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Waste Paper Handling : Chuck the Gaylord

October 2009 By Erik Cagle
Senior Editor
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THE NICEST thing about Gaylord boxes...well, there are many. They cost next to nothing. Relative to the other beasts in your shop, they take up hardly any room. You don't have to plug them in, so they don't boost your electric bill. Yes, it's high time the Gaylord got its due.

Besides, in an economy like the one we're still experiencing—and considering the George Washington hand-holding that's naturally taking place among the bean counters—an argument can be made that even a moderately inelegant scrap paper recycling setup is preferred over the investment required to install a properly configured removal and recycling system. But is that actually the case?

There are those who would counter that you won't get nearly the same return on investment with loose paper as you would with baled. Further, that difference in ROI would virtually pay for the installation of the system in short order. Lastly, avoiding a necessary investment due to state of the economy can be dangerously short-sighted. Gaylords and other home remedy systems represent Band-Aids. When your plant is humming along with work, the last thing you need is a stack of boxes piling up, breaking and requiring attention. You're better off with an automated system.

Tips From the Pros

We've surveyed a number of paper removal and recycling system installers, as well as companies who manufacture shredder and baler components. They're not here to sell you their systems—OK, well they are, in a sense—but what they really want to do is sell you on the idea of ditching the Gaylord boxes, or taking them home and letting the kids make forts out of them.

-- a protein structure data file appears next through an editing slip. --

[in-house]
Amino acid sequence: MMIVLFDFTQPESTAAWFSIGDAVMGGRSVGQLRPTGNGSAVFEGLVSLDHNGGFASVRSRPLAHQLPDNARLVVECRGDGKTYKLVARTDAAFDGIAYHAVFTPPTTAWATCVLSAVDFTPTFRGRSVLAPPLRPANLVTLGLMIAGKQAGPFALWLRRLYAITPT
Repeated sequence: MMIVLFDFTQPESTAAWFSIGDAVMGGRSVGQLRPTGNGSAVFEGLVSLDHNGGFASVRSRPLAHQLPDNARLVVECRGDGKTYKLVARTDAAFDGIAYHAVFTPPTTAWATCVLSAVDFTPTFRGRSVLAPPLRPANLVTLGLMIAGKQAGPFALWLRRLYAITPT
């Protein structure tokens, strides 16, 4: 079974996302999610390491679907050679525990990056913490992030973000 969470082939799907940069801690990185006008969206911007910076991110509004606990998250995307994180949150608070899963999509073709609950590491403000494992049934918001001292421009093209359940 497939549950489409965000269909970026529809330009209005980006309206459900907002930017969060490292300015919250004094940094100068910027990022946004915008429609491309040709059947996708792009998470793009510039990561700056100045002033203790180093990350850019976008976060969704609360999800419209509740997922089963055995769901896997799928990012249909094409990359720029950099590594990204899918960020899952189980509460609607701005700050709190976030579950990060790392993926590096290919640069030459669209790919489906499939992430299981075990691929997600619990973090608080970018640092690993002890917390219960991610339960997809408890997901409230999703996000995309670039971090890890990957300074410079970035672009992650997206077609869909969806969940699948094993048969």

OK, so you're considering installing a scrap paper removal/recycling system. Outside of the paper volume that is generated, what other factors come into play?

Gregg Puhl, founder and CEO of the G.F. Puhl Cos., offers several items to bear in mind:

• Building codes. For above-roof/outside systems, city and county codes may restrict cyclone height, noise levels or the external appearance of your facility.

• Redundancy. Don't kill the backup systems in the name of saving money. Equipment redundancy is as important here as it is on the pressroom floor.

• Durability. A properly sized and engineered, heavy-duty system can move the tons of paper, and air, required to get the job done.

 

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